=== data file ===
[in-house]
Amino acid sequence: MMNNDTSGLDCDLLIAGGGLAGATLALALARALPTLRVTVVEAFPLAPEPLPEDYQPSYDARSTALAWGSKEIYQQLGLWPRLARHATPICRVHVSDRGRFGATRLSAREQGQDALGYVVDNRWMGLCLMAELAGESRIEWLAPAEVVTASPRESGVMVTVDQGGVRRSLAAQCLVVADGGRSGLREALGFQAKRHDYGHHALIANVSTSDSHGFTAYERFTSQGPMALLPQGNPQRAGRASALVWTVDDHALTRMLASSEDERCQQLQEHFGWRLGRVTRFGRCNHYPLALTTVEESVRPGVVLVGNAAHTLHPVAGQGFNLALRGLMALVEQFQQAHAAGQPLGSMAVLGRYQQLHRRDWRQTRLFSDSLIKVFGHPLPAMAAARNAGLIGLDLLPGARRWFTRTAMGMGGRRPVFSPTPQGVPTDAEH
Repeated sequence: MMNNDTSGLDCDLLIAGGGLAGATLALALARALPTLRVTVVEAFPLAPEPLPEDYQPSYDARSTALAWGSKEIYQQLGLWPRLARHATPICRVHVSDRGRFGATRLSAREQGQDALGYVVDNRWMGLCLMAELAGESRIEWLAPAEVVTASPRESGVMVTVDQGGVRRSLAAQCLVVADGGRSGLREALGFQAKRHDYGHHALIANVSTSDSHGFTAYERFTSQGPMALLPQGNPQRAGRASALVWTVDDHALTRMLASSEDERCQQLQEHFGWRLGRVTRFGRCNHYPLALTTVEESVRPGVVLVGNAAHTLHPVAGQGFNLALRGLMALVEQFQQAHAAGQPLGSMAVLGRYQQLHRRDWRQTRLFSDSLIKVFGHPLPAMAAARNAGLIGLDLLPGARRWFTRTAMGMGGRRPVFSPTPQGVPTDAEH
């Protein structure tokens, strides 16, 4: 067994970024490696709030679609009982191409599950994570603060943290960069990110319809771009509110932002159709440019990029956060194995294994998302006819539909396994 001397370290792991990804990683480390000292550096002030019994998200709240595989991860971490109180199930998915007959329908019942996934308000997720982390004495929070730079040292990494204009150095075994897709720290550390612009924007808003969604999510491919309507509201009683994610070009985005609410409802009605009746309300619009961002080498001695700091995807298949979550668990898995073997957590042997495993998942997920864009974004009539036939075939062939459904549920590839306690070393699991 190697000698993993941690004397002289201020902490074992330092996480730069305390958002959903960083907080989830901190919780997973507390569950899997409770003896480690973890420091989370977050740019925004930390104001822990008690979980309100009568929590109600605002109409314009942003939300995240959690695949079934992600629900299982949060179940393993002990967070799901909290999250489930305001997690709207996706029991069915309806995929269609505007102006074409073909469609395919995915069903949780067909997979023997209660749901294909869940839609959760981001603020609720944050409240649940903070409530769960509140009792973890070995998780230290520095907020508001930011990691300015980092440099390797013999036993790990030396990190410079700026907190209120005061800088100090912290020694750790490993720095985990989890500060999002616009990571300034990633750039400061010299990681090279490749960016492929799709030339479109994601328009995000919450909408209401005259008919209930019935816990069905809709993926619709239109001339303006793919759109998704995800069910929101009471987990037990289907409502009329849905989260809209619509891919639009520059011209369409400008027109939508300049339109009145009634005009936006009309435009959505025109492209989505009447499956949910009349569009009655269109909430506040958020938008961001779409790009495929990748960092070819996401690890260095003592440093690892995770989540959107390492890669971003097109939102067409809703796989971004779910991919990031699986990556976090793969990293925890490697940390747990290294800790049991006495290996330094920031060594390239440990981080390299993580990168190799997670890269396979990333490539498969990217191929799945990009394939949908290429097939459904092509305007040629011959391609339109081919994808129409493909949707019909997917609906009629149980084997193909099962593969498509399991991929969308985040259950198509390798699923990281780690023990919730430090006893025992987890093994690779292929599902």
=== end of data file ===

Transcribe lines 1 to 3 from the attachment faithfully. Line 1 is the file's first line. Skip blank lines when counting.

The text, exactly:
[in-house]
Amino acid sequence: MMNNDTSGLDCDLLIAGGGLAGATLALALARALPTLRVTVVEAFPLAPEPLPEDYQPSYDARSTALAWGSKEIYQQLGLWPRLARHATPICRVHVSDRGRFGATRLSAREQGQDALGYVVDNRWMGLCLMAELAGESRIEWLAPAEVVTASPRESGVMVTVDQGGVRRSLAAQCLVVADGGRSGLREALGFQAKRHDYGHHALIANVSTSDSHGFTAYERFTSQGPMALLPQGNPQRAGRASALVWTVDDHALTRMLASSEDERCQQLQEHFGWRLGRVTRFGRCNHYPLALTTVEESVRPGVVLVGNAAHTLHPVAGQGFNLALRGLMALVEQFQQAHAAGQPLGSMAVLGRYQQLHRRDWRQTRLFSDSLIKVFGHPLPAMAAARNAGLIGLDLLPGARRWFTRTAMGMGGRRPVFSPTPQGVPTDAEH
Repeated sequence: MMNNDTSGLDCDLLIAGGGLAGATLALALARALPTLRVTVVEAFPLAPEPLPEDYQPSYDARSTALAWGSKEIYQQLGLWPRLARHATPICRVHVSDRGRFGATRLSAREQGQDALGYVVDNRWMGLCLMAELAGESRIEWLAPAEVVTASPRESGVMVTVDQGGVRRSLAAQCLVVADGGRSGLREALGFQAKRHDYGHHALIANVSTSDSHGFTAYERFTSQGPMALLPQGNPQRAGRASALVWTVDDHALTRMLASSEDERCQQLQEHFGWRLGRVTRFGRCNHYPLALTTVEESVRPGVVLVGNAAHTLHPVAGQGFNLALRGLMALVEQFQQAHAAGQPLGSMAVLGRYQQLHRRDWRQTRLFSDSLIKVFGHPLPAMAAARNAGLIGLDLLPGARRWFTRTAMGMGGRRPVFSPTPQGVPTDAEH